I’ve been reading the webcomic Octopus Pie from about a year into its start. Before its tenth anniversary in May of next year, the comic will be coming to an end. Part of what makes reading a webcomic (or any comic) fun and interesting from its beginning to its end is watching the changes that occur. Not just the characters, but the change in writing and the art style. Especially with webcomics who often have one creator for both.
From when I started my blogger site, to when I created this site, and to the present day I’ve had a draft on both blogs trying to write about my love for Meredith Gran’s Octopus Pie but I’ve never been able to put my finger on what it is about it that I love besides the fact it makes me smile and laugh like no other webcomic does consistently while making me care deeply for its characters.
There’s a part of it that you, the new reader, will appreciate it in a way it took a reread for me to take in. Gran’s art style and writing evolved with the changing lives of her characters. It’s not so much that the creator finds her voice as the comic goes on, but her voice changes and with it the voices of her characters. From the beginning, I felt Gran had the voice of her characters down pat, even if that may not necessarily be true.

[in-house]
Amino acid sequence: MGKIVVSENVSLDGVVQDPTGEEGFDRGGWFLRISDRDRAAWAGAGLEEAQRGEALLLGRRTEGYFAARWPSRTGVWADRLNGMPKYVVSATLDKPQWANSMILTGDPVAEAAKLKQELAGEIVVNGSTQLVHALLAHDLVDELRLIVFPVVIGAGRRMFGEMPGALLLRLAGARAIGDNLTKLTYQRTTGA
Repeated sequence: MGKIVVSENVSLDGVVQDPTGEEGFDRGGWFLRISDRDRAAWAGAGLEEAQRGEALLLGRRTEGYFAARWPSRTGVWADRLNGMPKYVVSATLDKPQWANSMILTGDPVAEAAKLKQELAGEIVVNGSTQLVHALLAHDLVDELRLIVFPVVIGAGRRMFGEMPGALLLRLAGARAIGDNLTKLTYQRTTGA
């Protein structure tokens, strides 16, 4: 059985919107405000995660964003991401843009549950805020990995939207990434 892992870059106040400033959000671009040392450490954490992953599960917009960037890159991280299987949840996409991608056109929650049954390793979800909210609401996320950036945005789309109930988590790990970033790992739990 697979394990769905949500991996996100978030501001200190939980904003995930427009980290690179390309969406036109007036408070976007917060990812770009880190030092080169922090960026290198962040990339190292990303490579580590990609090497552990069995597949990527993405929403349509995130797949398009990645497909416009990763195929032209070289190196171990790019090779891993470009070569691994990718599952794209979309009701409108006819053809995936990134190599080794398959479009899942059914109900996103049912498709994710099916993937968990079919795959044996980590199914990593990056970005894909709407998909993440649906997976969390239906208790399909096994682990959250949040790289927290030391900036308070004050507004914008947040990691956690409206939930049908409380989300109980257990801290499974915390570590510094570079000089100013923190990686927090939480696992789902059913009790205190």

“The stories accommodate the characters, and the characters reflect the changes in my own life.The stories accommodate the characters, and the characters reflect the changes in my own life.” – Meredith Gran, Paste Magazine
Octopus Pie is the story of Eve (Everest) Ning and Hanna Thompson living in Brooklyn in their twenties. In the second volume of the comic, “Music at Home with Octopus Pie” Gran writes about living in a commuter town on Long Island before the storyline “Exile on Jericho Turnpike.” If you’re also a New Yorker, the settings will resonate with you differently than others, but that’s how it is with a piece of fiction we admire taking place in the fictionalized version of the real area we live in and visit. Everyone thinks of New York City as their city, whether you’re from Long Island like I am, from Upstate New York or if you actually live in the city. See, we refer to it as the city. We see Eve and Hanna in their apartment, on the subway, in the bar, in the coffee shop, in Chinatown, or in Central Park and our ability to relate and to empathize shoots up. Brooklyn is alive in every panel of Octopus Pie even when it doesn’t speak.